The petition currently has over 90,500 signatures.
Lucy continues to campaign and highlights issues of asbestos in school on a regular basis.
Further details of her campaign can be found here
Vivienne Swain developed mesothelioma from washing her husband’s overalls in the 1960’s and 1970’s.
She did not let her illness define her and lived her life to the full.
She undertook various different clinical trials.
She spoke at Action Mesothelioma Day and at an Asbestos Study Day in Manchester in 2017 attended by delegates from various different countries including Japan, Australia, Spain, Italy, Belgium and France.
She campaigned and highlighted the issues faced by mesothelioma sufferers in pursuing claims for compensation including meeting with Lord Justice Jackson to discuss his proposed legal cost reforms.
She was an avid supporter of the Greater Manchester Asbestos Victims Support Group and Mesothelioma UK and a founder attendee of the Living Well with Mesothelioma Support Group in Manchester.
Mavis Nye developed mesothelioma from her husband’s clothes and overalls. He worked at Chatham Dockyard as an apprentice in the 1950’s.
In 2009 she was diagnosed with mesothelioma. Since that time she has become a Mesowarrior, highlighting the issues faced by those with mesothelioma. She has undergone trials including an Immunotherapy Trial which shrunk her mesothelioma.
Mavis set up the Mavis Nye Foundation details of which can be found here.
The foundation was set up “to inspire victims of mesothelioma, an asbestos related terminal Cancer. To give hope to fellow victims and show a light at the end of the tunnel.”
The foundation intends to make Grants to promote clinical research for which it is currently open for applications.
She has presented at various different conferences and to small groups including to Professors, Oncologists and MP`s. She has spoken in the House of Commons and was awarded a BCA for her work. She sits on various committees and support groups.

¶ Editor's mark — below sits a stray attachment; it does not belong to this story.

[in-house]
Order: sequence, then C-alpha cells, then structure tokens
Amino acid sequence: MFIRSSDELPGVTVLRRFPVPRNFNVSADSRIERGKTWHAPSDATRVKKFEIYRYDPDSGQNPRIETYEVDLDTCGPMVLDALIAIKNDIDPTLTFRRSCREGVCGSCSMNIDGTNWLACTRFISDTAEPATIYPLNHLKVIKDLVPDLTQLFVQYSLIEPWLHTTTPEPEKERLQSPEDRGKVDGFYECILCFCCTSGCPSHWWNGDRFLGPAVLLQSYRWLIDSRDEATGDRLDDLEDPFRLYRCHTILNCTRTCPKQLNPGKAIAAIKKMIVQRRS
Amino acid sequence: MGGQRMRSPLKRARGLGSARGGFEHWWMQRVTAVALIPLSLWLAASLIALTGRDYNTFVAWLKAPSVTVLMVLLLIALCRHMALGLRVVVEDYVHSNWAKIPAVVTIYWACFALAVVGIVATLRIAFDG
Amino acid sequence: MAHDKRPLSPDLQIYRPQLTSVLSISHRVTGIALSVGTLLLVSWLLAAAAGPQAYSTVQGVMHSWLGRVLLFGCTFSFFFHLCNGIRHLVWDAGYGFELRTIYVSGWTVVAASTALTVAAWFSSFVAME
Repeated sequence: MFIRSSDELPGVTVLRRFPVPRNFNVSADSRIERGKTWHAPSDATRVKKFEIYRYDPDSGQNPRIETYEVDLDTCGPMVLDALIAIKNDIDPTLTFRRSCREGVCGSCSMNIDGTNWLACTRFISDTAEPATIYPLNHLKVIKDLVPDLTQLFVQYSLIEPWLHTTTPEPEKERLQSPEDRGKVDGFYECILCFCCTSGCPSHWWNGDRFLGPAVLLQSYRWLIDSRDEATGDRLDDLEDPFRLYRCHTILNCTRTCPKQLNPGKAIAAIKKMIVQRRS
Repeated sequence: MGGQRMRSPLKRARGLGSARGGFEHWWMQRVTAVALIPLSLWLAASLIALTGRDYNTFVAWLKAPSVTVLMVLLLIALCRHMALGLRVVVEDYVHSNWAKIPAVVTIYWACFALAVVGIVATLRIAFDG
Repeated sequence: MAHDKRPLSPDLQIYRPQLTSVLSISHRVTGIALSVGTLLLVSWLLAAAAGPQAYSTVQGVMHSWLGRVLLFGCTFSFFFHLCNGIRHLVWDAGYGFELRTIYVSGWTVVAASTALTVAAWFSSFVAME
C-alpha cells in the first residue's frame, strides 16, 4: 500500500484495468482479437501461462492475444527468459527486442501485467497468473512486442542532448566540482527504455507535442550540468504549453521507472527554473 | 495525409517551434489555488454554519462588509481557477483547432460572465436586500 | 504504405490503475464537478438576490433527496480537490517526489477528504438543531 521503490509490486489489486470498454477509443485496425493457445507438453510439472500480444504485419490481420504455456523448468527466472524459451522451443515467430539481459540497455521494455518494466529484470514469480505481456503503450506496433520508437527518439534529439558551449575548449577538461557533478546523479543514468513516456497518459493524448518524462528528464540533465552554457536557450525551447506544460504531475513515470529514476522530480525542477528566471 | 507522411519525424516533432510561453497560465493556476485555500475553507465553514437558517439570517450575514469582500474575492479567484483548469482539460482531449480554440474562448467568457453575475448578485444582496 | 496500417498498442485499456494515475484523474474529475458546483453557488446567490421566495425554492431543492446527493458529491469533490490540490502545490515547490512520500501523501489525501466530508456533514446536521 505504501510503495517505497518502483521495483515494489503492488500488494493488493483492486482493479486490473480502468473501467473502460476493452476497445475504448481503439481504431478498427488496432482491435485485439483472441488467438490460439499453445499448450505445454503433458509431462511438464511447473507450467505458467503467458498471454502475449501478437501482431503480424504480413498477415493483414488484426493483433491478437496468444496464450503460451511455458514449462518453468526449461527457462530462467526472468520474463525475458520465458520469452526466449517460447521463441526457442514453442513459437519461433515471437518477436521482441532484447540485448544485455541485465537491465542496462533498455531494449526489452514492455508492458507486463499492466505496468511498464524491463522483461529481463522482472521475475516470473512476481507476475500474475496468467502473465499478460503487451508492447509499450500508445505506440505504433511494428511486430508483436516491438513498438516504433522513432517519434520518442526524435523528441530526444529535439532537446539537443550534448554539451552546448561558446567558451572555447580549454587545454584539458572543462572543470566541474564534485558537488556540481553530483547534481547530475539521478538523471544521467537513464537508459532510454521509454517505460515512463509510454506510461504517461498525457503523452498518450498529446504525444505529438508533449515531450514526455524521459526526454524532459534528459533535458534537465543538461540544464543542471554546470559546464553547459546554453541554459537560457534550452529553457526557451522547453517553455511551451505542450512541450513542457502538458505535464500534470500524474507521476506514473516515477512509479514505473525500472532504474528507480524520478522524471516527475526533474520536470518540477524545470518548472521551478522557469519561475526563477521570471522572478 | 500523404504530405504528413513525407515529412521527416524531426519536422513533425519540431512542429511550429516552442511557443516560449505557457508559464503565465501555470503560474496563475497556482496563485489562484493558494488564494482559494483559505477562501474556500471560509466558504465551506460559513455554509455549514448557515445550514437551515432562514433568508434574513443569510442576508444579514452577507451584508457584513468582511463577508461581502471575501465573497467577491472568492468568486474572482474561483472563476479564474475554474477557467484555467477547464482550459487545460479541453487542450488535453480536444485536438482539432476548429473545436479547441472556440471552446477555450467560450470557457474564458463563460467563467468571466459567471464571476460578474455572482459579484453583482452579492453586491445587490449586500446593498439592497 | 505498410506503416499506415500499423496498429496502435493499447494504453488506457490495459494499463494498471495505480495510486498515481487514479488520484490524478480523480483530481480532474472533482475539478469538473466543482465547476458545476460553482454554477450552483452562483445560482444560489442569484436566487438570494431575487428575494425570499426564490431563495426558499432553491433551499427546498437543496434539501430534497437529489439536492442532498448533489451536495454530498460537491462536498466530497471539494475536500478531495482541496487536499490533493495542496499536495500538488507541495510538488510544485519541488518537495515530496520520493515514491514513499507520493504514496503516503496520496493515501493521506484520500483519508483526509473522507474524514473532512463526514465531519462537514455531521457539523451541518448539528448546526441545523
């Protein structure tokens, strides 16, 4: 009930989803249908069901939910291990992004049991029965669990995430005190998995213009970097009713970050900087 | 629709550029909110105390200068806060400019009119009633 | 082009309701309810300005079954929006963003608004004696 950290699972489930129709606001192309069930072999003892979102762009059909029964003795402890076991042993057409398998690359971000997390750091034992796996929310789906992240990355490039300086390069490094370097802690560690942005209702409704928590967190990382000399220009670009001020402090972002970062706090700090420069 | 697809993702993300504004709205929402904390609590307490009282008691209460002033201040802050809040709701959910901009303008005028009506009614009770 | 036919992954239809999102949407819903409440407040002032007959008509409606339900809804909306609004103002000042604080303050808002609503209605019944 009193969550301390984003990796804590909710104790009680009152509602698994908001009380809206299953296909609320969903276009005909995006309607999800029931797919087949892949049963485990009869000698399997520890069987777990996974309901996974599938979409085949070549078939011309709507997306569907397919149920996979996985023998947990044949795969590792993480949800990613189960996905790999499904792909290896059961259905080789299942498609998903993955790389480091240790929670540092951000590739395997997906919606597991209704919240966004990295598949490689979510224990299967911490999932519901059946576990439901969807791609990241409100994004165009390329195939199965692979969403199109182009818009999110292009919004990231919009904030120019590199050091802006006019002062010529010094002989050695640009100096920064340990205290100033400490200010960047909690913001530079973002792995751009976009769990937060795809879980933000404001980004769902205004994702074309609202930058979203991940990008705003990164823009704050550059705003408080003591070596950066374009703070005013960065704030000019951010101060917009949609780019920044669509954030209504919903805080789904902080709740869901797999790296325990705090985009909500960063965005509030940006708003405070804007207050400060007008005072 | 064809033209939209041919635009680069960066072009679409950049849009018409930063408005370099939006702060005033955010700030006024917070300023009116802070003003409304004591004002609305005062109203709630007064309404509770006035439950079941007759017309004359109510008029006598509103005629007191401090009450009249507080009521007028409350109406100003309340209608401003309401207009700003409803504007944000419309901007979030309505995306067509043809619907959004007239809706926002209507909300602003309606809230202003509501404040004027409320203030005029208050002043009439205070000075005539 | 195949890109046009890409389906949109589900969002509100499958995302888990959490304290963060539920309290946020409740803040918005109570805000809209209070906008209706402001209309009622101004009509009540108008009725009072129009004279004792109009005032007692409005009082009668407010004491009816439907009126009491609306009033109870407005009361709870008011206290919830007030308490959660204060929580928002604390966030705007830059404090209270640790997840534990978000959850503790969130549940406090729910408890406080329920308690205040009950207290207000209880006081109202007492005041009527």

Liz Darlison is a Consultant Nurse at the University Hospitals of Leicester and Head of Services for Mesothelioma UK.
Liz was a founder of Mesothelioma UK, a national charity set up to support mesothelioma sufferers and their families by providing information, support and education.
Liz is a committee member for the National Lung Cancer Forum for Nurses and a member of the British Thoracic Oncology Group steering committee.
Liz gives numerous talks each year on mesothelioma, the work of Mesothelioma UK, the availability of clinical trials and the charity’s plans for the future.
Mesothelioma UK now has a growing number of clinical nurse specialists working throughout hospitals in the UK supporting mesothelioma sufferers and their families.
They provide information on clinical trials available to mesothelioma sufferers and aim to be a one stop shop for sufferers and their families.
Details of the Charity can be found here
There are of course countless other women, too many to mention, who have been involved in campaigns to ban asbestos, to support asbestos sufferers and to promote the rights of women whether through test cases such as the cases of Fairchild, Barker, Rice or The Trigger Litigation or through the lobbying of those in power and they too should all be remembered on International Women’s Day.